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Once the correct water valve was off (righty tighty, lefty loosey), we disconnected the pipe under the dishwasher. See how it connects to that little 90 degree elbow piece?

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FYI, you’ll want to check your new dishwasher to see if it comes standard with that 90 degree piece. Ours did not.

Anyway, we unscrewed the copper pipe (the hot water line) from that 90 degree elbow piece with a towel underneath to catch the water that was still in the line. Again, make sure the power for the dishwasher is flipped off in your breaker box, since water and electricity don’t mix very well.

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You can see in the bottom right of the pic above the electrical wires that are disconnected. That’s not difficult to do, but I am not an expert so if you’re intimidated, do what we do: call your dad.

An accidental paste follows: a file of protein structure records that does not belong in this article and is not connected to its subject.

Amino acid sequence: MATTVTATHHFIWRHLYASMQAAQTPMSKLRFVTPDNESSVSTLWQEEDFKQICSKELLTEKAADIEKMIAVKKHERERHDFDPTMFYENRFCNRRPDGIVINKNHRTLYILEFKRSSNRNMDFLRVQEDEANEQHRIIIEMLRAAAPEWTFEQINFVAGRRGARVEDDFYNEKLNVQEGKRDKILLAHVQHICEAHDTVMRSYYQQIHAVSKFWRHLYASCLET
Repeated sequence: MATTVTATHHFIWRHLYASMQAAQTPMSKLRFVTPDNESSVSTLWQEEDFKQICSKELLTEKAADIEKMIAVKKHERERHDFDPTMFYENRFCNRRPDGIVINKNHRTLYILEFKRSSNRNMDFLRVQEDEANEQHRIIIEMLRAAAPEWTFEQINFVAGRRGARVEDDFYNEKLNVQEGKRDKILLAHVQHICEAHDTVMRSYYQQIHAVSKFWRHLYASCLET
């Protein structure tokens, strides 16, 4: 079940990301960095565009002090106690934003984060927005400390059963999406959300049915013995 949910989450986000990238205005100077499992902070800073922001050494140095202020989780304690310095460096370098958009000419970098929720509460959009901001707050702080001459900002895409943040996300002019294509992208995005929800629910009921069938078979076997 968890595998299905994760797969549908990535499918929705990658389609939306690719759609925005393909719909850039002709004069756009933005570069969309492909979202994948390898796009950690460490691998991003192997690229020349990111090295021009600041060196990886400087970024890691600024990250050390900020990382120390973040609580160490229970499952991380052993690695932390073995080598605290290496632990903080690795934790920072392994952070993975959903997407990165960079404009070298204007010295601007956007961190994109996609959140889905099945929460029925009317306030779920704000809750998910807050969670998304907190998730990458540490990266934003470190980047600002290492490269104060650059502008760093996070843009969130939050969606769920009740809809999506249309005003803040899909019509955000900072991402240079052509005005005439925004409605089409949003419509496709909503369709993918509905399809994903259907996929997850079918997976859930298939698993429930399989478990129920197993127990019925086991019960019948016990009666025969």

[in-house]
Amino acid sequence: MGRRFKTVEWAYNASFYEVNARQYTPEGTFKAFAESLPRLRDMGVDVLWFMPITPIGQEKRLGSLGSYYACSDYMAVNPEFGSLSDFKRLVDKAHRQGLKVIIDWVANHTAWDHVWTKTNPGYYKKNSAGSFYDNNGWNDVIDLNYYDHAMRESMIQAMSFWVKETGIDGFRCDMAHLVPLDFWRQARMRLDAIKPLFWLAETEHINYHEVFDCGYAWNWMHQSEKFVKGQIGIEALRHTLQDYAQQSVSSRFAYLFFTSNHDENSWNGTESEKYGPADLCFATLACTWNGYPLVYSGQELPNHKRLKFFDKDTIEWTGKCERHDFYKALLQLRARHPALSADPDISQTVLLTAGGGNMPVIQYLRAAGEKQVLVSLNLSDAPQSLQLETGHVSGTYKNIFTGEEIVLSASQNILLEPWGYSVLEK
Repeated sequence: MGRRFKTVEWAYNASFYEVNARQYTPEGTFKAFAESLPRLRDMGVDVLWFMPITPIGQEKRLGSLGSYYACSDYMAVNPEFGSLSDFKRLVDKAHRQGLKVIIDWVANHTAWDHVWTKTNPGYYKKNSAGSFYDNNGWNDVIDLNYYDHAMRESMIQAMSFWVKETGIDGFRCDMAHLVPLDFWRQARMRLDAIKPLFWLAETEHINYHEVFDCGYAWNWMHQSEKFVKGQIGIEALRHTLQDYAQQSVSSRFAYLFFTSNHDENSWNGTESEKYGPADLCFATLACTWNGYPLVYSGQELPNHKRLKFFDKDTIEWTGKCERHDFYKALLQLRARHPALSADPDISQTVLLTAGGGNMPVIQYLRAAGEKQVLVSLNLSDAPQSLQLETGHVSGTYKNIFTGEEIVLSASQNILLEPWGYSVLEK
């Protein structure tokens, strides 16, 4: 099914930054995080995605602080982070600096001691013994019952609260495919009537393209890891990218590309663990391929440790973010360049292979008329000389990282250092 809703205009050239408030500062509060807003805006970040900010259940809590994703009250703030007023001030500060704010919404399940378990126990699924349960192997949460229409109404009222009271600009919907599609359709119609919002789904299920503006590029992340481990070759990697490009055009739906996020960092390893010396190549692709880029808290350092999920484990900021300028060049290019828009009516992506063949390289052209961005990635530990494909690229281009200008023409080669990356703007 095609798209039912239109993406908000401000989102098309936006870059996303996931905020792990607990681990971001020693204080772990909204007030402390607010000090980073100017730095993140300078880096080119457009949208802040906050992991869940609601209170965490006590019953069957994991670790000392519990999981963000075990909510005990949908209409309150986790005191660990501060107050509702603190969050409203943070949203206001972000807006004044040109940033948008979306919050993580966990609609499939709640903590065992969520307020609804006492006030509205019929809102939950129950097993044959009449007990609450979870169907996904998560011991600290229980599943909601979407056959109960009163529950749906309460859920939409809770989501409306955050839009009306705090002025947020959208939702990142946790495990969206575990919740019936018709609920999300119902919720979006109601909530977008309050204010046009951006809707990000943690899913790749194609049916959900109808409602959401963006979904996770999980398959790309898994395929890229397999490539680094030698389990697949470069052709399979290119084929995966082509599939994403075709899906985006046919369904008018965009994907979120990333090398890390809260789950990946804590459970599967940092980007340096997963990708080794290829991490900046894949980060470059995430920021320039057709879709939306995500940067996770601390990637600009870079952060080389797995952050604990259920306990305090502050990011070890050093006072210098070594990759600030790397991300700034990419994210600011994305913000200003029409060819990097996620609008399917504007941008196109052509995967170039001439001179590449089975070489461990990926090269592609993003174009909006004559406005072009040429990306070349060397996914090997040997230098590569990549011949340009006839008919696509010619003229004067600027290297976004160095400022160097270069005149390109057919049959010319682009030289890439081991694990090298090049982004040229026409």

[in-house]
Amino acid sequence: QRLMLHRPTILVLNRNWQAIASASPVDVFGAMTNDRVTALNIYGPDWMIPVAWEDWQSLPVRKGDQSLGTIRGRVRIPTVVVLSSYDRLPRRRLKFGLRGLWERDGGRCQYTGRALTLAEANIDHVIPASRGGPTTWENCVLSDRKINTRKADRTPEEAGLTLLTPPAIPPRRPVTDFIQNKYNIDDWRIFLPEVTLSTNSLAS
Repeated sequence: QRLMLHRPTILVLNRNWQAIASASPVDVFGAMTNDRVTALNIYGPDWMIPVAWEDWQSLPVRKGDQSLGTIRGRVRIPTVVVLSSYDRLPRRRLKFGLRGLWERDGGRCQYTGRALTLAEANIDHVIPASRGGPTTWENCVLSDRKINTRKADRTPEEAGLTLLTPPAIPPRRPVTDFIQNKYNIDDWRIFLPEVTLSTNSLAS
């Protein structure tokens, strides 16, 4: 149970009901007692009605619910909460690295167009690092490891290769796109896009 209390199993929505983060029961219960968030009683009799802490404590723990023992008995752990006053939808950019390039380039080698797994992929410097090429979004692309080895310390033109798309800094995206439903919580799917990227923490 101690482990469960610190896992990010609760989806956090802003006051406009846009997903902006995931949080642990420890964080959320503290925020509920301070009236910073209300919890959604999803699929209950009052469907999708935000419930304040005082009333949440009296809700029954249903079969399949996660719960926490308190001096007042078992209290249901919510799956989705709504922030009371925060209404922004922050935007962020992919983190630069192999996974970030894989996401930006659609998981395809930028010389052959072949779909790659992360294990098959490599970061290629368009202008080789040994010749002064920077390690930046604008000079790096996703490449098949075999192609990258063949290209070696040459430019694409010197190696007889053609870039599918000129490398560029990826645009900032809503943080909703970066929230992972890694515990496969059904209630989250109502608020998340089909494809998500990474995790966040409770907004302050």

Next we disconnected the drain hose (you have to do this on both ends, one is under the sink and the other is under the dishwasher). We had a plastic pitcher under the sink ready to catch the water from inside the drain hose.

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Now the dishwasher was ready to be “yanked out” (the technical term), and we had the perfect helper on hand:

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Who wouldn’t want Coleman the Wonder Dog to help with dishwasher demo? He is a great pal, ready to steal the food off of your plate give you the fur off his back.

Here’s my precious the new dishwasher getting ready to go in.

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For anyone else who’s OCD like I am, let me just show you the biggest stress of the entire event, the State of the Kitchen.

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It was a disaster the whole time, with tools and dirty dishes everywhere. At one point I was going to wash all the dirty ones by hand and get them out of the way, but we had all of the water valves shut off under the sink because we are dumb we weren’t sure which was which and I just gave up.